Well of course I wasn’t invited to the Met Gala, but if I were, and if I were invited to give a little talk about Catholics and liturgical garb, here is what I would have said:

My Lords Ladies and Gentlemen of the Haute Couture, Haute Culture, the Haughty, the Naughty, the Hoity Toity and the Hoi Polloi,

It was the courtly bore Polonius who said “Clothes make the man” or words to that effect and Mark Twain elaborated by saying “Clothes make the man. Naked people have little or no influence on society.” Which brings me to Adam and Eve who, despite being naked, did have considerable influence on the course of human history.

“Clothes make the man”? perhaps. But it is more true to say that “Man makes the clothes.” This is something he has done from the very beginning when he and his wife stitched together fig leaves to cover themselves. In doing so they showed us the first and most basic reason for clothing–not to show off and not even to keep warm, but to be modest. Seeing some of the costumes here today, this is a truth we should perhaps be reminded of…

But this is not a sermon, a scolding or a sales pitch. It is a lecture at the launch of a magnificent exhibit of marvelous ecclesiastical couture. Here you will see some of the finest vestments and churchy clothes that clergy used to wear. I say “used to wear” because, alas, our Catholic clergy today are far more likely to dress down than to dress up. Out are the red pumps. In are the sturdy boots. Our are the outlandish hats. In are the bare heads. Oh yes, you can still find the odd biretta, saturno or galero, but these are as rare now as the powdered wig, the buckled shoe and the satin knee breeches of a bygone age. These splendid vestments are in a museum now because, although we are richer than we have ever been, our clothing is as impoverished.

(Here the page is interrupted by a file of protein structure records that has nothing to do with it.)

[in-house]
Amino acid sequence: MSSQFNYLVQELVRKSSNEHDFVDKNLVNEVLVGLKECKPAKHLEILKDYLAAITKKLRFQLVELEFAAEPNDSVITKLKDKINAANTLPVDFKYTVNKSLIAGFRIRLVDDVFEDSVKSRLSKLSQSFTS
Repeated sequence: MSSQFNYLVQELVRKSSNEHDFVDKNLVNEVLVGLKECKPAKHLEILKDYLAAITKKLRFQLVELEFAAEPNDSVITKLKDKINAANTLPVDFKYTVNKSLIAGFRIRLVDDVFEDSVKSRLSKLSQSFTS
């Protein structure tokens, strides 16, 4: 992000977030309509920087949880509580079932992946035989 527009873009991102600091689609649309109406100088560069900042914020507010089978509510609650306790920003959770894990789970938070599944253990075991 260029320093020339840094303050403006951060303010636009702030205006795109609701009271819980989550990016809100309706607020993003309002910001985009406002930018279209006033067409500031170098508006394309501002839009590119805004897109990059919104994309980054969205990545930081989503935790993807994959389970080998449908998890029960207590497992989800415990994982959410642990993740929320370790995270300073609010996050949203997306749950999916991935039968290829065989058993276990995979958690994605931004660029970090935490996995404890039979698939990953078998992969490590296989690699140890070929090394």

We may have the wealth of kings and our homes are so luxurious that King Louis XIV would blush, but we wear torn jeans and T-shirts on purpose and even members of the English royal family wear not crowns, but baseball caps…backwards.

Why is this? Because in this egalitarian age we have the means to raise everyone up to the highest level of human aspiration but we have chosen instead to reduce everyone to the lowest common denominator–with the emphasis being on “common”.

Excuse me. I have fallen into a bad habit of mine…having a rant.

I really wanted to explain some ecclesiastical historical trivia that I think will amuse and educate you. Did you know why the Catholic vestments and altar hangings are in four different colors? Let me tell you.

The British scholar Margaret Barker explains that in the ancient Jewish temple there was a curtain that separated the Holy of Holies from the Holy Place. The Holy Place was where the priests performed sacrifices at the altar. The Holy of Holies was the room where the presence of the invisible God dwelt, and where the Ark of the Covenant (which you all will remember from the first Indiana Jones film) was placed. This curtain was woven with woolen and linen threads in four colors. The four colors were white, red, blue and violet, and they represented the four elements of the physical realm: Earth, Air, Fire and Water.